They weren’t really … Even though they were contractor … When I work with employees as well. You want to get them bought in to the vision of what you’re trying to do. When you’re hiring people, you’re really selling them on that vision. You want to get them to buy in and be interested, because if you can get that buy in and interest, that’s when people go above and beyond and they understand the implications of what you’re trying to do. When they’re connecting with your customers, then they are personally involved in success or failure of your company.

Scott: Yeah. I think in your scenario, I don’t think it’s anything you did. I think it’s just the person that you were working with. I think if you can paint a picture as to what the vision of a product is, and, “Hey, go get this job done,” you’ll know you have the right person if you don’t have to give them tasks broken down in to small, minuscule chunks.

If you just say, “Here’s the runway. I’ve paved it for you. Now go fly an airline down it. Go do your job.” If you have to break it down, then you know that you’re probably not hitting the right chord with that person, at least in terms of vision.

Maybe then it’s time to have a conversation with them about a couple of things. Number one would be, “Hey, do you understand what we’re trying to build here? This is the vision. This is where we’d like to go with it. Is this something you’re passionate about?”

But, then also say, “Look. You’re getting your tasks done, but you’re only getting your tasks done. You’re not identifying other areas for improvement. You’re not identifying potential bugs that you’ve created by working on Feature A. Now you’ve broke Feature B.” Have those conversations.

That’s something that, especially with junior and mid level guys, you have to do on a regular basis anyway. Don’t forget to praise them for the stuff that they’ve done good.

To answer your question, how do you know when it’s time to fire, or let go, someone. Really, it’s if you’re not able to move forward at a pace that the company’s moving forward at and this individual’s holding you back. That’s when it’s time to move on.

Robert: That’s basically what happened with this case. I could just tell it wasn’t going to work out. I feel like when people are just starting out, you might need to give them more specific information, more detailed information. That’s how I was trying to judge. Is it just them trying to learn?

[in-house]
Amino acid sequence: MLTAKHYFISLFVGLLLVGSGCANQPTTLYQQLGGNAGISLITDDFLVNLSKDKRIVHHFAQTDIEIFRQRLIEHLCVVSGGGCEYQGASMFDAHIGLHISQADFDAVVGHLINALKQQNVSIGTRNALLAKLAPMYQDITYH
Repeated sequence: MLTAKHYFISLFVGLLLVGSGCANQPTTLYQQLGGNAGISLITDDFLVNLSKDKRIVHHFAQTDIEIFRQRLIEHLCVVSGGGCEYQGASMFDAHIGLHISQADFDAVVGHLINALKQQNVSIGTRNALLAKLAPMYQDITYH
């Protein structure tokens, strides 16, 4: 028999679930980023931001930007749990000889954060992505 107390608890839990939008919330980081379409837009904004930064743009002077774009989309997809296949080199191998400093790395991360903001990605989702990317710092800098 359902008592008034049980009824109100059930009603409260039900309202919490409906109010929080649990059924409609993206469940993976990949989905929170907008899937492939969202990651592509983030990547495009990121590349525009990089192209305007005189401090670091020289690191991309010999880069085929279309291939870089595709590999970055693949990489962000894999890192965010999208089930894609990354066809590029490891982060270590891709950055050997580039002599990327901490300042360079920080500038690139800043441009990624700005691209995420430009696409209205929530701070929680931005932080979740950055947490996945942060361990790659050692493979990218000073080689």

There is a runway, a learning period, where people are trying to get caught up to speed. They’re not going to be ask quick doing things, maybe, in the first couple weeks. You need to give them that time period to learn.

Then, I think you can tell pretty quickly after that whether or not they’re going to be a good fit for what you’re trying to do. In some positions, it’s okay just to do the work that you’re trying to do. In other positions, maybe more senior level people, more architects or visionaries, you need people that are going to be creative and think outside the box, where you can give them general direction.

I think those kind of people are really valuable. People that you can give general direction to. If you’re listening to this and you’re working for a company, try to find ways that you can do better at that if you want to excel within your company. Try to figure out ways that you think outside of the box and push the product forward or think in new directions, not just follow the task.

I know sometimes that can be difficult, with management and things like that. They just want you to get stuff done. But if there’s ways that you can be creative, outside the box.

For entrepreneurs and the company, if you’re a founder or you’re a manager, you want to figure out ways that you can get that creativity out of your employees and provide that general direction to them so that they can improve.

I’ve found, over time, with all the products that I worked on, is that when you provide only that general direction and really clear of what you’re trying to do, the people that I work with produce way better results than what I would do alone. The team itself produces a lot better results. I think you’ll find that that happens as well with your teams.

Scott: Yeah. I think … There’s a couple things. Number one is, if you’re a manager, or an owner, or a founder, or whatever, if your person in question is not coming to you mentioning ways to improve, or even asking about things, if they’re just doing their task and that’s it, it’s probably a pretty good indication of how well they’re invested.

If they’re not asking you about the future vision. If they’re not saying, “Hey, I saw in the code, that we could change this and it will make it more efficient,” or “it will transfer less data,” or whatever. “It won’t crash as much.”

That’s initiative. Those are the people that are going to be rock stars. If you’re okay with having somebody who just gets their task done, that’s fine, but you may, at some point, want somebody who’s going to work for you so that you’re not working as much. Like you said, you had to go and do a lot of additional work because things weren’t getting done.

The second point I wanted to make is that … You see this a lot with outsourced developers, oversees developers. You’re getting what you pay for. You’re paying as little as possible to build a product. You want it built really quick. Rule number one, the difference between the development in those types of environments is different that what you get when you hire a full time senior developer.